Etymology
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gain (v.)

1520s, "obtain as profit," from French gagner, from Old French gaaignier "to earn, gain; trade; capture, win," also "work in the fields, cultivate land," from Frankish *waidanjan "hunt, forage," also "graze, pasture," from Proto-Germanic *waithanjan "to hunt, plunder," from *waithjo- "pursuit, hunting" (source also of Old English waþ "hunting," German Weide "pasture, pasturage," Old Norse veiðr "hunting, fishing, catch of fish").

This is from PIE root *weie- "to go after, strive after, pursue vigorously, desire," with noun derivatives indicating "force, power" (related to *wi-ro- "man;" see virile). Cognates include Sanskrit padavi- "track, path, trail," veti- "follows, strives, leads, drives;" Avestan vateiti "follows, hunts;" Greek hiemai "move oneself forward, strive, desire;" Lithuanian vyti "to chase, pursue;" Old Norse veiðr "chase, hunting, fishing;" Old English OE wað "a chase, hunt."

Meaning "obtain by effort or striving" is from 1540s; intransitive sense of "profit, make gain" is from 1570s. Meaning "arrive at" is from c. 1600. Of timepieces by 1861. Related: Gained; gaining. To gain on "advance nearer" is from 1719. To gain ground (1620s) was originally military.

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quest (n.)

c. 1300, "an inquest, a judicial inquiry;" early 14c., "a search for something, the act of seeking, pursuit" (especially in reference to hounds seeking game in the hunt), from Old French queste "search, quest, chase, hunt, pursuit; inquest, inquiry" (12c., Modern French quête), properly "the act of seeking," and directly from Medieval Latin questa "search, inquiry," alteration of Latin quaesitus (fem. quaesita) "sought-out, select," past participle of quaerere "seek, gain, ask" (see query (n.)).

The medieval romance sense of "adventure undertaken by a knight" (especially the search for the Grail) is attested from late 14c. Chaucer has questmonger (late 14c.), "one who profits from an unjust action at law."

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chasse (n.)

French chassé "chase, chasing," past participle of chasser "to chase, hunt" (see chase (v.)), borrowed 19c. into English in a variety of senses and expressions, such as "chaser" (in the drinking sense), short for chasse-café, literally "coffee-chaser." Also as a dance step (1867).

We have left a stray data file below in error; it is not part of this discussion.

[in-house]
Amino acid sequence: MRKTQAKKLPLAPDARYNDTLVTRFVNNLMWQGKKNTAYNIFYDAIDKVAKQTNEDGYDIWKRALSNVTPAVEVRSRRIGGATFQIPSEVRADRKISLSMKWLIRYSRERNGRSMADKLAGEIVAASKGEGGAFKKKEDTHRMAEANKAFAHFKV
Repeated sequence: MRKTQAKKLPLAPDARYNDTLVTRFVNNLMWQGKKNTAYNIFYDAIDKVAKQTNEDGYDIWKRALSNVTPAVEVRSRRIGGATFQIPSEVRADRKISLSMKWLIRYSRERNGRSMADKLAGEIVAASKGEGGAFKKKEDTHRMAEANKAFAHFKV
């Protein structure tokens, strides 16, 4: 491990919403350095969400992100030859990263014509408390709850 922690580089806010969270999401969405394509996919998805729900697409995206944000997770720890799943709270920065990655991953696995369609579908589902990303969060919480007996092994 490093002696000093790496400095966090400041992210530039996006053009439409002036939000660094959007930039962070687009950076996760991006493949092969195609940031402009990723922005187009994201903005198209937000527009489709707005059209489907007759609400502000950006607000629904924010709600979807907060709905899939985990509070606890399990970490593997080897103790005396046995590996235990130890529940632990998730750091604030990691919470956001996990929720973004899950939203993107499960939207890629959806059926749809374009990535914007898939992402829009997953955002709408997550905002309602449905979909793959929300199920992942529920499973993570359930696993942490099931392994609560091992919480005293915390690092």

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wicked (adj.)
c. 1200, extended form of earlier wick "bad, wicked, false" (12c.), which apparently is an adjectival use of Old English wicca "wizard" (see witch). Formed as if a past participle, but there is no corresponding verb. For evolution, compare wretched from wretch. Slang ironic sense of "wonderful" first attested 1920, in F. Scott Fitzgerald. As an adverb from early 15c. Related: Wickedly.
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biotic (adj.)

"pertaining to life," 1847, also biotical (1847), from Latin bioticus, from Greek biotikos "pertaining to life," from bios "life," from PIE root *gwei- "to live." Biotic factor was in use by 1907. Related: Biotical. Biotics "science of vital functions and manifestations; powers and qualities peculiar to living organisms" (T. Sterry Hunt) is from 1882.

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hunter (n.)

"one who engages in the chase of game or other wild animals," mid-13c. (attested in place names from late 12c.), from hunt + -er (1). The Old English word was hunta, Middle English hunte. The hunter's moon (1710) is the next full moon after the harvest moon.

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Laurentian 
in reference to granite strata in eastern Canada, 1854 (Sir W.E. Logan and T. Sterry Hunt), named for the Laurentian Mountains (where it is found), which are named for the nearby St. Lawrence River (see Laurence). Hence, Laurasia. The Laurentian library in Florence is named for Lorenzo (Latin Laurentius) de' Medici.
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ichneumon (n.)

1570s, "weasel-like animal of Egypt," from Latin ichneumon, from Greek ikhneumon "ichneumon," literally "searcher, tracker," perhaps so called because it hunts crocodile eggs, from ikhneuein "hunt for, track," from ikhnos "a track, footstep, trace, clue," which is of unknown origin. Used by Aristotle for a species of wasp that hunts spiders (a sense attested in English from 1650s).

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hint (n.)
c. 1600 (Shakespeare), "an indirect suggestion intended to be caught by the knowing," apparently from obsolete hent, from Middle English hinten "to tell, inform" (c. 1400), from Old English hentan "to seize," from Proto-Germanic *hantijan (source also of Gothic hinþan "to seize"), related to hunt (v.). OED dates the sense "small piece of practical information" to 1777.
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git (n.)

"worthless person," 1946, British slang, a southern variant of Scottish get "illegitimate child, brat," which is attested by 1706 ("Gregor Burgess protested against the said Allane that called him a witch gyt or bratt"), according to "Dictionary of the Scots Language"); related to beget on the notion of "what is got." Scots get, gyt, geitt, etc. also can be an affectionate term for a child. 

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